Mark Zuckerberg launched an impassioned defense of political ads on Facebook, just minutes after Twitter banned them (FB, TWTR)

Twitter CEO Jack Dorsey just threw down the gauntlet to Mark Zuckerberg over political ads — but the Facebook CEO isn't backing down.

On Wednesday afternoon, Dorsey announced that his social network is banning all political ads, an area of online advertising that is growing increasingly controversial amid rules from tech companies that allow politicians to pay to spread deliberate lies.

The Twitter chief executive said in a series of tweets that "political message reach should be earned, not bought," prompting praise from some Democratic politicians in the US — along with criticism from President Donald Trump's re-election campaign. Facebook has also been under fire about its refusal to fact-check or rein in political ads on its platform — but Zuckerberg has made clear that he doesn't intend to budge.

Just minutes after Dorsey's announcement, Zuckerberg appeared on a conference call with financial analysts to discuss his company's Q3 2019 earnings. He kicked it off with a monologue about "principles" and free expression, in which he strongly defended Facebook's stance.

"Right now, the content debate is about political ads. Should we block political ads with false statements?" said the 34-year-old billionaire chief executive. "Should we block all political ads? Google, YouTube and most internet platforms run these same ads, most cable networks run these same ads, and of course national broadcasters are required by law to run them by FCC regulations. I think there are good reasons for this."

"In a democracy, I don't think it's right for private companies to censor politicians or the news. And although I've considered whether we should not carry these ads in the past, and I'll continue to do so, on balance so far I've thought we should continue. Ads can be an important part of voice — especially for candidates and advocacy groups the media might not otherwise cover so they can get their message into debates," he said.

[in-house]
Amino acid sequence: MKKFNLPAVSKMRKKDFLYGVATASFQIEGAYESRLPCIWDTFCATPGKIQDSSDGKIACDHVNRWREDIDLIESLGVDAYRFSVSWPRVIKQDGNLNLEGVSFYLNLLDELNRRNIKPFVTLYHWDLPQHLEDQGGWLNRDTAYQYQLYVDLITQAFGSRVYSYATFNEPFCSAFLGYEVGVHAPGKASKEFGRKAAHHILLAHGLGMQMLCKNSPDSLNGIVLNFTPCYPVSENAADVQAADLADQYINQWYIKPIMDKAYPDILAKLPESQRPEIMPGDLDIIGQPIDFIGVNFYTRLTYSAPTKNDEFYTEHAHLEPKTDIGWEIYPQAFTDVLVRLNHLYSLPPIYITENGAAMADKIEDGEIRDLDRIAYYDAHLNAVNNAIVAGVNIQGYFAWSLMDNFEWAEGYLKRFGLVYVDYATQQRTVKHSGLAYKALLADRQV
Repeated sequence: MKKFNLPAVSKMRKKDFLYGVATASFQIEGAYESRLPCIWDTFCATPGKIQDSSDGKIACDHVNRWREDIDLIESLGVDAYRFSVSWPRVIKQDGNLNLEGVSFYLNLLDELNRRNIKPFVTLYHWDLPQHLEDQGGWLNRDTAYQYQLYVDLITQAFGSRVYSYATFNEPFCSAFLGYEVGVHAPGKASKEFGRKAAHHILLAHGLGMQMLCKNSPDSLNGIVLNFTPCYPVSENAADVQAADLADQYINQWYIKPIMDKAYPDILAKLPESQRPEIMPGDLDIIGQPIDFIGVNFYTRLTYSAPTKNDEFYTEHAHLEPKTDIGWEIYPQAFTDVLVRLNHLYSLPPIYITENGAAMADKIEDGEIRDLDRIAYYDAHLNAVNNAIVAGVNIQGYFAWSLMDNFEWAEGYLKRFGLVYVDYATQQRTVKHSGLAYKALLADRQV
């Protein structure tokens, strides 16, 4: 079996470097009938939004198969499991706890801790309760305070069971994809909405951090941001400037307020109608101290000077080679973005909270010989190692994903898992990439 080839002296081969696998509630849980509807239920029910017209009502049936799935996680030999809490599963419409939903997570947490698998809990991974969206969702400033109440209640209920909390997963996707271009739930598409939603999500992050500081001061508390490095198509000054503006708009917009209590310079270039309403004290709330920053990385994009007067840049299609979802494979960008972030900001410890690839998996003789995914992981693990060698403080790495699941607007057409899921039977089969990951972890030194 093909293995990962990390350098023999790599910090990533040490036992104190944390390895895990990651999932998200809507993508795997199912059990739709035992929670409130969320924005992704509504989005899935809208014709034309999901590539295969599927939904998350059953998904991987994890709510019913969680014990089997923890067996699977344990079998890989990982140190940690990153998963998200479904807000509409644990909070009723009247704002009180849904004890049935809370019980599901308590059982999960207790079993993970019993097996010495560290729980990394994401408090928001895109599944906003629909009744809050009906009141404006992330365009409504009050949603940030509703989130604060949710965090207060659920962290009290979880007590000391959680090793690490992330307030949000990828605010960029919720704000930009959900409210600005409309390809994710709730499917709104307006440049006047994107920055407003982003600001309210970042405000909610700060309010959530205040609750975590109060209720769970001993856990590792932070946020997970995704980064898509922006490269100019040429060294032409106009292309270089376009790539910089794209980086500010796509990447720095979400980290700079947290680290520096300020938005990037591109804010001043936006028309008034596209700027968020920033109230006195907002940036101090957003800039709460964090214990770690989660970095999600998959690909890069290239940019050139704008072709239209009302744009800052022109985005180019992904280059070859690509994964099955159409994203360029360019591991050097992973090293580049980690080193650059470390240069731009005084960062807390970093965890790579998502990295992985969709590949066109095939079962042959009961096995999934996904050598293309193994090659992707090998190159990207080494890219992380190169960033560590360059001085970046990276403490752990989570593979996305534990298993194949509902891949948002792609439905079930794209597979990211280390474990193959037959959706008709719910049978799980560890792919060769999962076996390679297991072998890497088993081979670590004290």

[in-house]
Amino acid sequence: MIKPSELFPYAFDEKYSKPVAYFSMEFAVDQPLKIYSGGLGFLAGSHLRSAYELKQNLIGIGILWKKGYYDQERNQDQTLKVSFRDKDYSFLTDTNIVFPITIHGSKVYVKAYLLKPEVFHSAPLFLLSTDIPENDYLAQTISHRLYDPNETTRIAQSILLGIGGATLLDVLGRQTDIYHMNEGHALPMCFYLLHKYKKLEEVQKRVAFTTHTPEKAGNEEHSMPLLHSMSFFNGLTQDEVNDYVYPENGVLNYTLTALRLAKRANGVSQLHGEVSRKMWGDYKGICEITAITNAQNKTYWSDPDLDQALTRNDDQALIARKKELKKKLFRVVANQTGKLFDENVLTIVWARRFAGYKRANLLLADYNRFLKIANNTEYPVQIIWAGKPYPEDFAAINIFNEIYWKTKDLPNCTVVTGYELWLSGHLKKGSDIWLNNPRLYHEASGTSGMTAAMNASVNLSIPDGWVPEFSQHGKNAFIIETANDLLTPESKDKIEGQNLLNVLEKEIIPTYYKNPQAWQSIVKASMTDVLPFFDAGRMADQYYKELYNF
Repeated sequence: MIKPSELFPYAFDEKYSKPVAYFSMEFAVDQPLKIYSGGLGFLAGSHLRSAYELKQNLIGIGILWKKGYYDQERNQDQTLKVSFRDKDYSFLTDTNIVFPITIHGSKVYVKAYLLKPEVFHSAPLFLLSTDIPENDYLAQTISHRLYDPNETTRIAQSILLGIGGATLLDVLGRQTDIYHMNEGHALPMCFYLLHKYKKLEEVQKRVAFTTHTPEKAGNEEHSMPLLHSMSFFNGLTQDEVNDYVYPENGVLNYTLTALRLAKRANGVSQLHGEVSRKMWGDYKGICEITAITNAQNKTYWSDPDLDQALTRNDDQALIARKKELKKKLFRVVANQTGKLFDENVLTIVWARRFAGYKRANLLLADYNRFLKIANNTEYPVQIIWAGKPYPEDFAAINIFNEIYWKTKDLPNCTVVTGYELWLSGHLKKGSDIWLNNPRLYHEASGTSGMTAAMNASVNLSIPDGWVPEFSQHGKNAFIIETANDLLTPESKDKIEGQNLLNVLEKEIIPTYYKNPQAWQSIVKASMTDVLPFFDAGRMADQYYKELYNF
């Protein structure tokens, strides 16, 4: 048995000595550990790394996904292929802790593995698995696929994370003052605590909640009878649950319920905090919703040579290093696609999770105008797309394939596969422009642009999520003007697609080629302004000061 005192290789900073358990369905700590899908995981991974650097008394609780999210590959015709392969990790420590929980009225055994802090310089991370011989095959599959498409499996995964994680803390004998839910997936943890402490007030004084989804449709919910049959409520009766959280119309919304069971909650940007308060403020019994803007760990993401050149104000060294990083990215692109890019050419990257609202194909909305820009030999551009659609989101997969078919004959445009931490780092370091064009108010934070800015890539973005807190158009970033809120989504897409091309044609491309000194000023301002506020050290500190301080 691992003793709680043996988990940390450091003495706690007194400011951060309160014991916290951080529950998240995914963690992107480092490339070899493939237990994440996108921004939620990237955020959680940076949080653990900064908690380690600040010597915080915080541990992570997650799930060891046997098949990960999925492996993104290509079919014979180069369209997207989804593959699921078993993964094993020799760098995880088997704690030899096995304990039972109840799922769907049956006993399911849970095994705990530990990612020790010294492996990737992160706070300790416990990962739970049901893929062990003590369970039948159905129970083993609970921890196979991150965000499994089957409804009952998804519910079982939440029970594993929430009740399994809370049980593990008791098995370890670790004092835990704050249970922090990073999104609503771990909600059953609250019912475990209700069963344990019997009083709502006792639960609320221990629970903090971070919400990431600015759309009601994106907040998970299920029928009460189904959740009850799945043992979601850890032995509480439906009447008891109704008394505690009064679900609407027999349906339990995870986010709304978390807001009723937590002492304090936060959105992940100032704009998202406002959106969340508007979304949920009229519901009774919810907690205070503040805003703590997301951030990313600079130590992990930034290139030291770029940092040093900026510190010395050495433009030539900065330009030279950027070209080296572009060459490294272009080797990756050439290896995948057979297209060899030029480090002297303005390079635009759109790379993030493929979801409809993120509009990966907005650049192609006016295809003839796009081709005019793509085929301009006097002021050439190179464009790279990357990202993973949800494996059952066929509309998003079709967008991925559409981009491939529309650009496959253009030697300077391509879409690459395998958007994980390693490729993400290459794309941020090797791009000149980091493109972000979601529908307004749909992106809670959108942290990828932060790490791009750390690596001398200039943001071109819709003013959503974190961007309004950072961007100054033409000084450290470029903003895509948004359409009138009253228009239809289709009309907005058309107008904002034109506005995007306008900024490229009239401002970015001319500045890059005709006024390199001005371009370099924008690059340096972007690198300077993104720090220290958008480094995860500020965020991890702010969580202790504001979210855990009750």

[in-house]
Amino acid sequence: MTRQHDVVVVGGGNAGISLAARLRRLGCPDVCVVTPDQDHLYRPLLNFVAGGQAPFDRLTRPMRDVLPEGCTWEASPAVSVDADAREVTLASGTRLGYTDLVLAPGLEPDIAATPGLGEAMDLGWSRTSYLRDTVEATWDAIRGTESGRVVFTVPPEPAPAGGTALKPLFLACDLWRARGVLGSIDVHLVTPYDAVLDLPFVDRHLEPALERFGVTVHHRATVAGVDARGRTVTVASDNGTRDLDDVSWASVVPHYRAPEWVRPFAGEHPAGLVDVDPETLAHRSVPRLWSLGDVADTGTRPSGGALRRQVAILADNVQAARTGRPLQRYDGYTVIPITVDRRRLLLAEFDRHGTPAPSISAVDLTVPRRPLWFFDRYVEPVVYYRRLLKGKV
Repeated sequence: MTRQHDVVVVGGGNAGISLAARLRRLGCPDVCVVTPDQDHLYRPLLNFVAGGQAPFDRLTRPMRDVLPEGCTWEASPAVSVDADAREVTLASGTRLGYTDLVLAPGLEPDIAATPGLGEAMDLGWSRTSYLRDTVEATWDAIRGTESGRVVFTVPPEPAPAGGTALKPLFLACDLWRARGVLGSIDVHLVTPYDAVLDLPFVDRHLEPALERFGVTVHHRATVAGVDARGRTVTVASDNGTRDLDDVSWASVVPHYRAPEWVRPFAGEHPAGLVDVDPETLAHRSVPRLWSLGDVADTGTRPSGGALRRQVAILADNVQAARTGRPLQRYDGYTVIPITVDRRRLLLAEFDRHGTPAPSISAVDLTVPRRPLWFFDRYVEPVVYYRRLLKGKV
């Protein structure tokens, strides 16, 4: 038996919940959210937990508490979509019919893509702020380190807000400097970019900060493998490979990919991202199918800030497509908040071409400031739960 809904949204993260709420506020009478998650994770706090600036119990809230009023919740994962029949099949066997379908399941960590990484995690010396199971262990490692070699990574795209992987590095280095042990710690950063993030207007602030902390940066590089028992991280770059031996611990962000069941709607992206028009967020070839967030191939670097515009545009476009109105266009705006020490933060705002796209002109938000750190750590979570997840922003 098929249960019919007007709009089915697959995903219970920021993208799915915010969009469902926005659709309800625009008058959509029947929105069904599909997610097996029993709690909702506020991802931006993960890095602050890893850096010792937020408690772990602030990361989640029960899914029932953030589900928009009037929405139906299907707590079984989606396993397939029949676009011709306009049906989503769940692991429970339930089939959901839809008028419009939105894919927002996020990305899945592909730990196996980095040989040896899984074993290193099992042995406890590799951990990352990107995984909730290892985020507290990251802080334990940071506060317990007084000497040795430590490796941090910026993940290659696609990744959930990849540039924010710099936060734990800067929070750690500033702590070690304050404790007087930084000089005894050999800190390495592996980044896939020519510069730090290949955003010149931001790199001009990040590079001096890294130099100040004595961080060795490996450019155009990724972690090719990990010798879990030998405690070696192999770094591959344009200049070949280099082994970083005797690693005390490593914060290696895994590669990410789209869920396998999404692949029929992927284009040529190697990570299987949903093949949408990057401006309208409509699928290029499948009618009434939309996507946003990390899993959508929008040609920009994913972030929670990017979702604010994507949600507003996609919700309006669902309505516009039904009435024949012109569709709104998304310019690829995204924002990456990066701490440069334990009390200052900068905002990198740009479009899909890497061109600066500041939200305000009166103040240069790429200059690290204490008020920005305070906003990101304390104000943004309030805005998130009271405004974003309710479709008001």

He added: "And it's hard to define where to draw the line. Would we really block ads for important political issues like climate change or women's empowerment? Instead, I believe the better approach is to work to increase transparency. "

Less than 0.5% of Facebook's revenue in 2020 will come from political ads, Zuckerberg said. You can read his full speech on his Facebook page.

Zuckerberg's remarks, which were scripted in advance of the call — and very likely in advance of Twitter's announcement — indicate that Facebook does not currently intend to back down on this issue, and that it intends to frame its stance as a matter of free speech.

However, critics argue this is the wrong way to look at it, and that deciding not to let politicians run ads does not amount to censorship as they can still post freely on the platform.

"A political message earns reach when people decide to follow an account or retweet. Paying for reach removes that decision, forcing highly optimized and targeted political messages on people. We believe this decision should not be compromised by money," Dorsey wrote in a string of tweets.

"This isn't about free expression. This is about paying for reach. And paying to increase the reach of political speech has significant ramifications that today's democratic infrastructure may not be prepared to handle. It's worth stepping back in order to address."

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